Airbus, one of the aircraft manufacturers that SAA has engaged with about the acquisition of new generation wide-bodied aircrafts, yesterday unveiled that its A350-900 would burn 40 percent less fuel than SAA’s current fleet of A340-600.
The French-based aircraft manufacturer said after taking into account all operating and fleet acquisition costs, the A350-900 would cost SAA 11 percent less to operate each seat kilometre on its international routes.
SAA reported a R990 million loss in the last financial year, which the airline’s chief executive attributed to its loss-making long-haul routes.
According to Monwabisi Kalawe, all eight long-haul routes are loss-making. The airline has blamed this on the older generation four-engine planes that are currently being used on these routes.
But instead of addressing this by acquiring new aircrafts, SAA was sent back to the drawing board by the former minister of public enterprises, Malusi Gigaba, last year to redraft its tender proposal.
Speaking at the Airbus headquarters in Toulouse, France yesterday, SAA spokesman Tlali Tlali said the airline had since been given until September 30 to complete its request for proposals to acquire the wide-body planes.
But he said the process was going to take a couple of years and the airline needed to do something in the meantime to minimise losses on its international routes. Although it had not concluded this, it would look at different ways to acquire the aircrafts and this could involve leasing them.
Airbus senior marketing analyst Kwame Bekoe presented the manufacturer’s new twin engine A350 aircraft, which has an approximately 50 percent non-metallic composite structure that makes it weigh less and therefore consume less fuel. The plastic composite is manufactured by a Centurion-based company Aerosud.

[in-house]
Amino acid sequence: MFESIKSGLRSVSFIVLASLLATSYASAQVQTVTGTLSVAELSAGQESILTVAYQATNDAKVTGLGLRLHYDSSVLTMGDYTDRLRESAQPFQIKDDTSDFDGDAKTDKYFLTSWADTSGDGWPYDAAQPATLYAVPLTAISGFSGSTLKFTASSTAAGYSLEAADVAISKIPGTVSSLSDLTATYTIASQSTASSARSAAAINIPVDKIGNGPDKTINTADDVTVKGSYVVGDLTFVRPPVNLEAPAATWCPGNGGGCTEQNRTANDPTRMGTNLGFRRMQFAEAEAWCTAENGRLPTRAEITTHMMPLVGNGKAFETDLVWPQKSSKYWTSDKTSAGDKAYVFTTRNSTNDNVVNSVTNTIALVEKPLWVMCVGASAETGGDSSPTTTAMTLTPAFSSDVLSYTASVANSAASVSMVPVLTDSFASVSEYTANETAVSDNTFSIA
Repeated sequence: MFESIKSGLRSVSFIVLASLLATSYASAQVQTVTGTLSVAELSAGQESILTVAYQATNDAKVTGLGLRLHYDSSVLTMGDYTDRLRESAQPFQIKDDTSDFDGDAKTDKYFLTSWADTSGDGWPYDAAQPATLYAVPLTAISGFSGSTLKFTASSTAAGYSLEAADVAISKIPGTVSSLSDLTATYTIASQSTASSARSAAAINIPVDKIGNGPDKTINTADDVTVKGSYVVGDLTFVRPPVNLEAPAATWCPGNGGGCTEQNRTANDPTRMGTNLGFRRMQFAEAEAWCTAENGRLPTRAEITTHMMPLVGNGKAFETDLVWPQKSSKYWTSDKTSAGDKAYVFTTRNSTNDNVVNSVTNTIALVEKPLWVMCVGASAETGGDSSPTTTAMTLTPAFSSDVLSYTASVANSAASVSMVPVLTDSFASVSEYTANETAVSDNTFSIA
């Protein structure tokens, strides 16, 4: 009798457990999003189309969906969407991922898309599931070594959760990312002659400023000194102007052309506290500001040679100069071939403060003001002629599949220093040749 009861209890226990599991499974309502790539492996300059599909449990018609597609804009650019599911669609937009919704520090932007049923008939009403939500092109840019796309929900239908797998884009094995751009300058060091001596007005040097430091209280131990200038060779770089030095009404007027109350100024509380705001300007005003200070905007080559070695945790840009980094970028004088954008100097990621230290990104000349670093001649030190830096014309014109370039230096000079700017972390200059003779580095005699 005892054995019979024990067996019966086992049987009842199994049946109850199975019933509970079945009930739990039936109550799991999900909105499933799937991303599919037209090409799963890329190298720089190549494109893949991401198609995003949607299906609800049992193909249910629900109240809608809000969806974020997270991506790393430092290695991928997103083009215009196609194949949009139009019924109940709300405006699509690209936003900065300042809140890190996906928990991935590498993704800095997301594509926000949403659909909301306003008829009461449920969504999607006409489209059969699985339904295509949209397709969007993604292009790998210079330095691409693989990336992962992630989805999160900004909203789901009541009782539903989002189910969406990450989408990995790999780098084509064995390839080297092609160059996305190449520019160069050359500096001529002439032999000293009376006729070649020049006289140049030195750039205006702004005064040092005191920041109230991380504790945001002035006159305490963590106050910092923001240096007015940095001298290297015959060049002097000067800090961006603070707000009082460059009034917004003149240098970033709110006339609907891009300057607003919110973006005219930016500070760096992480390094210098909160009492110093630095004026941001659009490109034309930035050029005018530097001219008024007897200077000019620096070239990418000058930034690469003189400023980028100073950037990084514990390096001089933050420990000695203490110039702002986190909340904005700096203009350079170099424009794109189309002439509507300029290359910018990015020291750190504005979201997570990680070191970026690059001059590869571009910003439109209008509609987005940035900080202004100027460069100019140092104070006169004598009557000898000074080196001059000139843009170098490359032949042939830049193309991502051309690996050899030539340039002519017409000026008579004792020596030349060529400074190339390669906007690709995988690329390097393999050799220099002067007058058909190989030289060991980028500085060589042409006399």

The A350 was 15 percent more fuel efficient than the twin engine A330 that SAA also has in its long-haul fleet. Airbus said it used 25 percent less fuel per trip than its comparable Boeing 777.
Bekoe said Airbus had been in discussion with SAA about the acquisition of a twin engine wide-body aircraft for its route between Johannesburg and New York. He said by changing from the A340-600 to A350 aircrafts, SAA could save $173 million (R2 billion) a year.
But the first commercial aircraft in the A350 generation will only come into operation later this year when Airbus delivers it to Qatar Airways. When it comes to financing aircraft acquisitions, the longer and better the track record, the more financiers regard it as a liquid asset worth funding.
Airbus customer finance manager Matthew Saks said because of the number of orders it received for the A350, financing would not be difficult. “By definition, it’s already a highly liquid asset because of the orders we’ve received,” he said. From the African continent alone, Airbus has received 28 orders for the A350.
The other wide-body aircraft that Airbus presented to SAA was the A330. Because it has two engines, the airline had not been able to fly it over the South Atlantic until March, when it acquired the necessary safety certifications.